Friday, August 27, 2010

A week of visiting villages

As we finish our first week in Yei, we are having a catch-up day at our new home at the UMCOR guest house with the Hankins. It has been a BUSY week, as the four of us (Hankins and Hodges) have visited one to two rural churches a day in our effort to eventually visit all 17 as soon as possible. On the way, we are carefully studying the scenery, trying to identify trees, buildings and figure out what people are doing or selling as we pass to better understand the life here. The local Assistant District Superintendent, Pastor Isaac Sebit, travels with us to interpret, and patiently answers our many questions. Each community of course is a bit different, but with very similar needs, as all are in poverty, in remote areas where roads are sometimes impassable, or too far from Yei (where there are services and markets) for them to access given their mode of transportation (mostly walking, carrying things on their heads; there are some bicycles and a few motorcycles on the roads; almost all 4-wheel vehicles are owned by service organizations). The tiredness we feel at the end of the day I think will ease as we adjust to our new life. Differences in the visits are marked by which chorus of “welcome visitor” is sung by the children and by what their presentation is composed of; but more so by the things that happen on the side. There are always people at these rural locations who need a ride back to Yei for medical treatment or other purposes. One trip was especially organized to bring one of the widows of the church for a vital visit to the clinic. On another, we were stopped by someone on the road to carry a limp woman with severe anemia; there are no ambulances and this woman was too weak to ride even a motorcycle.

The purpose of the visits is to let each church met us and to have an introduction to what we hope to do. We also visit the recently dug bore holes (wells with hand pumps) with all the people and have a blessing prayer. This is the clean water for the community, and they report a reduction in disease, plus do not have to walk as far to carry water home. Each church is also used as a “Nursery School” which is preschool and Kindergarten; education which is not provided by other schools in their areas. Villages have Primary School, and students must go to Yei traveling daily or as a boarding school for High School which is one year past our high school. PTA’s and School Committees are included in the government outline for schools, but some do not have these. We heard of Nursery Schools with attendance as much as three hundred. For the most part, teachers are not paid, as parents do not have money, and the United Methodist Church (UMC) is encouraging people to plant an extra row of food for the teachers, as well as one for the pastors as they are mostly unpaid as well. Greeting visitors is of high value here, so the children form a chorus to sing a welcoming song, and sometimes process with a slow dance into the church to form a “parade”. (We are working on posting short video clips on You Tube. Also, check the photos we put on Facebook, and click on photos to enlarge and pass mouse over them for names, and note the descriptions). Several classes meet under open sided thatched church/school, with overflow under the trees. Holston Conference is providing 2 blackboards each, and UMCOR (United Methodist Committee on Relief) will bring each child a notebook, pencils, etc.

The chiefs of the area also come to our meeting (one was a woman) as well as elders of the community and church, church members, parents with babies and little ones. While it is our first visit, it is also a second or more visit from Rev. Boo Hankins (the District Superintendent provided for East Africa Annual Conference by Holston Conference, TN to help support and organize the churches) and his wife, Rev. Phyllis Hankins. We tell our story of coming here, explain how we hope to learn about their problems, and their way of life and work together for solutions. They nod at this. We also say we want to be called brother and sister, rather than the honorific “Mother” or “Father” and they clap at this. We emphasize how patience is needed to make lasting, long term solutions. Then anyone who wants to speak is invited, starting with the most honored chiefs, then the elders, the teachers, parents. It is a very inclusive, open meeting. We are welcomed warmly and given tea or simple lunch of just rice with salt, or rice with meat and sauce. The food is passed as far as it goes. They are hopeful for improvements in their situation.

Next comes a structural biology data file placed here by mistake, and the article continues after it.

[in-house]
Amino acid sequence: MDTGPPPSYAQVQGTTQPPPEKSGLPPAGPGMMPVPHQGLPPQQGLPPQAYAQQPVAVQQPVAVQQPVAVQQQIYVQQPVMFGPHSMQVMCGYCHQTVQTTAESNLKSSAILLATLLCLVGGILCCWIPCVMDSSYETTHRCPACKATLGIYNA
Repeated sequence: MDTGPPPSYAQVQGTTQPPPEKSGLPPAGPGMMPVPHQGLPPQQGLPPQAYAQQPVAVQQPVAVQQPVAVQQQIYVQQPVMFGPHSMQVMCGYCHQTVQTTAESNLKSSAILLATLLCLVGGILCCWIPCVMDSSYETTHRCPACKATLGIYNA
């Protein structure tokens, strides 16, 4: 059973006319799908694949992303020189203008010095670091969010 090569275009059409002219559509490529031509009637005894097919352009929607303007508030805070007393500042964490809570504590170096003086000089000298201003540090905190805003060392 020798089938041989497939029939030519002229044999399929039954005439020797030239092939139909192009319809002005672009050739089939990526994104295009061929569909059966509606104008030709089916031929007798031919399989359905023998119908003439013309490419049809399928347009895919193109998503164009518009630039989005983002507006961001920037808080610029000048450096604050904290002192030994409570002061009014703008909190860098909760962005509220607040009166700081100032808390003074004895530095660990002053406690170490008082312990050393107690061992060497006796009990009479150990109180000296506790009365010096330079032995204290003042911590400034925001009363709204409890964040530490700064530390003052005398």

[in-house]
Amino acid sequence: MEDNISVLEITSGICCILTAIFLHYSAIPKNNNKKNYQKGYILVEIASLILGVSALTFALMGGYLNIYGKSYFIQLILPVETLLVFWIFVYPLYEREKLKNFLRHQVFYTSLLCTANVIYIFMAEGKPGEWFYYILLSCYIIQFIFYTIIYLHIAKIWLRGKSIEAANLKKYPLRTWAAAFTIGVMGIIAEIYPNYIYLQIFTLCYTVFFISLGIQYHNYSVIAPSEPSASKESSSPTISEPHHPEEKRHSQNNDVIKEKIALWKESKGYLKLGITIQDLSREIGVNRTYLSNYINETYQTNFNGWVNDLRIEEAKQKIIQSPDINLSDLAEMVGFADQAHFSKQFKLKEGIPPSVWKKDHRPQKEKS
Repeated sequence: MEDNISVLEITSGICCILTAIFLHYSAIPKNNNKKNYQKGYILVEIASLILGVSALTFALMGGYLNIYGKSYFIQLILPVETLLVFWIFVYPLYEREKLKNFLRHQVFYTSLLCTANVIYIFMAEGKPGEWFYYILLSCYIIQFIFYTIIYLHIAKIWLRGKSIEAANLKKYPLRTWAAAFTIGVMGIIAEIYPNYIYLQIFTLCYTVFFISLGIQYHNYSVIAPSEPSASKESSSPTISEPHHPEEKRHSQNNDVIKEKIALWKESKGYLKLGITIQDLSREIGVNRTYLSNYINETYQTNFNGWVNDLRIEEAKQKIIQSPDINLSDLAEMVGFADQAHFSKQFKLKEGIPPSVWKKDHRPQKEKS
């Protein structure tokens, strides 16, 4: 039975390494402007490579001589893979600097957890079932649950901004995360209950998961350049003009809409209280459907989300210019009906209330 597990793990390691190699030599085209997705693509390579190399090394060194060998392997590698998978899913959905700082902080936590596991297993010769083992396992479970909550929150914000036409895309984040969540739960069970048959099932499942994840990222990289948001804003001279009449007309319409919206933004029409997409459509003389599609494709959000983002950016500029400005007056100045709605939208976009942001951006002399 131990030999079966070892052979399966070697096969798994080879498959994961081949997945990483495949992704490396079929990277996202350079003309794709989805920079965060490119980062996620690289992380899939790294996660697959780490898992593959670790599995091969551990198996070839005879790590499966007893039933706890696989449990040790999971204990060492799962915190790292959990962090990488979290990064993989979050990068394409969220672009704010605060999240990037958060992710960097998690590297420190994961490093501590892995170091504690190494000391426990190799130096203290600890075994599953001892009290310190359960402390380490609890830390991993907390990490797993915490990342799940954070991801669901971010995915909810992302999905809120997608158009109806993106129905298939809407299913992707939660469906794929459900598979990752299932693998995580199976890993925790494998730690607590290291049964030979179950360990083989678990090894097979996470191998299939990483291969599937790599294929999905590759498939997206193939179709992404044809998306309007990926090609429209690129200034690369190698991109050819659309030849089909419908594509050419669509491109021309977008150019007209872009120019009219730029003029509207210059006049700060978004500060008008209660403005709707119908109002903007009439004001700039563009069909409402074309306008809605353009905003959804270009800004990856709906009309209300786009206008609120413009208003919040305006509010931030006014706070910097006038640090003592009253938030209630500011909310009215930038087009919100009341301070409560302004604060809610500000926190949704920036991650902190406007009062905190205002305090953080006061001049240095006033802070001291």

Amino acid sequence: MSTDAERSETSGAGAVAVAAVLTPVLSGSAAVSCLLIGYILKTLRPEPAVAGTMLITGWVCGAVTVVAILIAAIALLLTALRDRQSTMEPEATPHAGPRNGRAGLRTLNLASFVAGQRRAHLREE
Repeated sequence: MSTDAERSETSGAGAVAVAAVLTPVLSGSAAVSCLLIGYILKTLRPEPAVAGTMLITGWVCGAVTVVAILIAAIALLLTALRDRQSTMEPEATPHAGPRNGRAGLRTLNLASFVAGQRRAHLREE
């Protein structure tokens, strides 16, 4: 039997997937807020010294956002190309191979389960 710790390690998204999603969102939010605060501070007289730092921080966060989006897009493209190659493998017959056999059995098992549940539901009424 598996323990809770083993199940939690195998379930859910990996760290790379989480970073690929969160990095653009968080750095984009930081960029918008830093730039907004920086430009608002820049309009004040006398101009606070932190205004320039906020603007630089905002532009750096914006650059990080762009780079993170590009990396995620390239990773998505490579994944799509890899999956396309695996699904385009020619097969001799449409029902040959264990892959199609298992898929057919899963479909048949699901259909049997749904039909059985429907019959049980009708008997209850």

We note common themes among the priority needs mentioned during the inevitable “report time”: they would like more permanent buildings to last and shelter school kids and church attenders from the rain, they would like teacher remuneration, teacher training, and teaching materials (there are no textbooks, sometimes no notebooks, etc. etc.) They want seeds, agricultural training, and implements (hoes, axes, machetes to cut the brush and small trees.) Right now during the wet season, snails are eating all the crops and children are getting sick and dying. They all ask for grinding mills as it is too far for most to take their millet to the mill; also their grinding stones break and put particles into the meal and the children get sick. Access to market is a great need (in 2007 there was an agricultural project to raise millet, sesame seeds etc. but it was too far for them to carry the grain on their heads to the market area.) The “road” to Yondoru UMC, several miles off the terribly rutted main road, had water filled holes the whole width so that even something like a hand pulled garden cart could not get through. Women are interested in selling embroidery, but again money for materials and access to market is a problem.

They report disease has been reduced since the bore holes (deep wells) have been drilled and provide them with clean water, but we did not notice pit latrines; worms were not mentioned but are a common problem. One headwoman mentioned the problem of low birth weight babies and danger to young babies and mothers. All mentioned lack of adequate medicines at area government clinics (if there are any) and difficulty accessing health care in Yei. Money for transport, fees and medicines is also an issue. Malaria is not mentioned everywhere, though not all have bed nets and mosquitos are out. People can become ill quickly and die before they can get medicine. I see that the babies are breastfeeding, but many of the little ones and a few adults have red hair, indicating lack of protein. There are orphans among the children. The most impoverished are two churches in an area where the Lord’s Resistance Army has destroyed their homes and taken everything they had. Now the military has a camp there to help protect. On the positive Boo notes that several churches last year met under trees, and this year they have thatched huts with rough log benches for church/school. They will soon all have bore holes. Some of the schools are very new. Some are more organized with PTA’s and maybe a School Committee. Some of the reports are given English!! Selfishly, it will come in very handy to have one or more English speakers in each church or village when we return to do trainings and planning.